On science blogs this week: Writing underwriting

No better place to commence this new column on science writing for science writers than with some optimism about clearing up our profession's cloudy future. Literally cloudy, according to Dot Earth's Andrew Revkin, who discusses what he calls "cloud financing" of investigative work by science journalists. Revkin's example is a Nov. 9 New York Times piece by Lindsey Hoshaw on vast trash heaps in the ocean.

 

No better place to commence this new column on science writing for science writers than with some optimism about clearing up our profession's cloudy future. Literally cloudy, according to Dot Earth's Andrew Revkin, who discusses what he calls "cloud financing" of investigative work by science journalists. Revkin's example is a Nov. 9 New York Times piece by Lindsey Hoshaw on vast trash heaps in the ocean.

Hoshaw's travel was underwritten by Spot.us, which describes its aim thus: "Spot Journalism will provide a new way to pay for local investigative reporting by soliciting financial support from the public. Through this project, independent journalists and residents will propose stories, while Spot Journalism uses the Web to seek 'micro-payments' to cover the costs. If enough donors contribute the amount needed, a journalist will be hired to do the reporting. The money has to come from a variety of sources, though. Each project will need many small contributions before being approved in order to avoid personal crusades. In addition to offering a new model for investigative work, Spot Journalism will provide a way to discover the issues important to a community while giving a voice to those who wonder why a given problem is not being investigated." The line forms here.

Ed Yong's Not Exactly Rocket Science is a consistently illuminating home for long, thoughtful, and thorough explorations of science news. I selected this particular post because it's strong on background about the FOXP2 "language gene" that's dominated science news this week.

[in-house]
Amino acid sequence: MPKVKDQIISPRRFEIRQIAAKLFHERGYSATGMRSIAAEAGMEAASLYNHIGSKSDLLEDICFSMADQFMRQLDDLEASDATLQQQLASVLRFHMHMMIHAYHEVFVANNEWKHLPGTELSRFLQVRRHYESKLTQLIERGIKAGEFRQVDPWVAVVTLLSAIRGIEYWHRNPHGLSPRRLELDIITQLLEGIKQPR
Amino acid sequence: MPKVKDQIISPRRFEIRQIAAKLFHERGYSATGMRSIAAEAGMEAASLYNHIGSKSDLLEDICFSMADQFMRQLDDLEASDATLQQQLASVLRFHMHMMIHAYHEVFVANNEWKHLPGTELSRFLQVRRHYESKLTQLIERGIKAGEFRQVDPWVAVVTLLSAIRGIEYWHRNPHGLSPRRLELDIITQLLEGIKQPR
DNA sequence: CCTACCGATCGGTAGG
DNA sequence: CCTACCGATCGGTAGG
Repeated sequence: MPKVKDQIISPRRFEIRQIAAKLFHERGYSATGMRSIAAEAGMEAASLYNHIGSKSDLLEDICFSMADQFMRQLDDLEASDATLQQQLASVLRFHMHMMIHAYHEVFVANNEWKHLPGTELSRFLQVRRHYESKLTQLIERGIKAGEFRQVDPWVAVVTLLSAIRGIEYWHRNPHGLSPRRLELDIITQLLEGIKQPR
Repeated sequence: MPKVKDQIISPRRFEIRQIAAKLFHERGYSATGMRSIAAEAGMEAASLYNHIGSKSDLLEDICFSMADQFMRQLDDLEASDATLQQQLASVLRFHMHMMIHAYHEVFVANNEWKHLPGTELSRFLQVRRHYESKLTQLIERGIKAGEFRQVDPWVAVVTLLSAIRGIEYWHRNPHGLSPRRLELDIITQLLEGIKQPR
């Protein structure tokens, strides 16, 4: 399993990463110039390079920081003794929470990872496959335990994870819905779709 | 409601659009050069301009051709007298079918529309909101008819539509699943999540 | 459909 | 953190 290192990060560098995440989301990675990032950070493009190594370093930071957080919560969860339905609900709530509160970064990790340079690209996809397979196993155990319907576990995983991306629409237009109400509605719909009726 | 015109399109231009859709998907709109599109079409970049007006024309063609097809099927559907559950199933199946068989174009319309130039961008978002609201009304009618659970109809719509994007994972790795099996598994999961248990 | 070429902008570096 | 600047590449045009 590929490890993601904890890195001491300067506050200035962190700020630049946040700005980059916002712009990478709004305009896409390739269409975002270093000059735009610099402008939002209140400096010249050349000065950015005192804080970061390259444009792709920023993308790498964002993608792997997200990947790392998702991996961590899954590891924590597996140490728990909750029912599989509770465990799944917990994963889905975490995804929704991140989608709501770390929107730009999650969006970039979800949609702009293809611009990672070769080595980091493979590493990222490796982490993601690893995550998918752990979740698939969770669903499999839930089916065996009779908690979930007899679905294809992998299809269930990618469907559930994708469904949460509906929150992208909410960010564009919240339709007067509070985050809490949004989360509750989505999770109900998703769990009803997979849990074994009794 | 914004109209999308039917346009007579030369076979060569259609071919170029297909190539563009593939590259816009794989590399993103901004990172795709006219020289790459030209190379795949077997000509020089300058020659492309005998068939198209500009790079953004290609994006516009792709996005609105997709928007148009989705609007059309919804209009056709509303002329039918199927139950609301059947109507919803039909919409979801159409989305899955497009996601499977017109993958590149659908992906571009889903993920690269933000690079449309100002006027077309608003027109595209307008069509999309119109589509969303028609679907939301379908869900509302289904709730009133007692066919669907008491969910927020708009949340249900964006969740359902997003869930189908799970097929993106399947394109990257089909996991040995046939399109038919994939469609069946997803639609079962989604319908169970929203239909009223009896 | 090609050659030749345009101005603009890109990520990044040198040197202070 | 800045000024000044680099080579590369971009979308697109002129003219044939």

As for national and even international news, you wouldn't think science writers have much to say about the Fort Hood carnage, except maybe sidebars on post-traumatic stress. But the shootings have prompted some science bloggers to explore technical and policy aspects of the firearms. See, for example, Mike Dunford at The Questionable Authority.

Scicurious at Neurotopia has begun a tiresomely cutesy, although informative, series on oxytocin, the hormone/neurotransmitter probably best known for its influence on maternal behavior. And she buries the lede, relegating "oxytocin makes for some GREAT weird science. :)" to the middle of the second graf. But there are lots of facts. Find the introductory post here. A description of oxytocin's effects on women, orgasmic as well as maternal, is here and another one here. That last one is graphic. Literally. Scicurious says stay tuned next week for the oxytocining of men and more.

Science Insider's Sam Kean delves into dark doings in clinical trial reports described this week by NEJM and Annals of Family Medicine. One naughty but much-loved tactic is mid-trial changes in measures of outcome originally set in the studies' planning phases. It goes without saying that the changes always seem to generate rosier results for the therapy being evaluated.

It's a Pluto-fest at Wired Science. A number of posts take up the cause of the ex-planet, and they seem to be connected, ahem, to the release of Alan Boyle's new book The Case for Pluto. Excerpt here and an interview here. My favorite post, though, is the Dwarf-Planet Rebranding Contest wherein Wired Science seeks a new name for the celestial bodies formerly known as dwarf planets. And my favorite favorite is the Comment from Ran, who suggests "Colbert" and intones, "If this is not the Name the aliens win."

Flip Tanedo at the US/LHC Blogs tracks the latest shutdown at CERN's Large Hadron Collider. It's much blogged-about but has a hoax-y feel. Can it be true that a critical cooling unit at the LHC was paralyzed by a piece of bread? And that the offender was not just bread, but a chunk of baguette? CERN theorizes that the morsel was dropped by a bird. Or a plane. But not, it seems, Superman.

Tanedo does a creditable detecting job on this apocryphal-sounding tale, which apparently really happened. He claims to be simply an honest academic, but if he runs out of work in particle physics, perhaps he has a future in science journalism. Whereupon he can get in line behind the rest of us applying for support from Spot.us.

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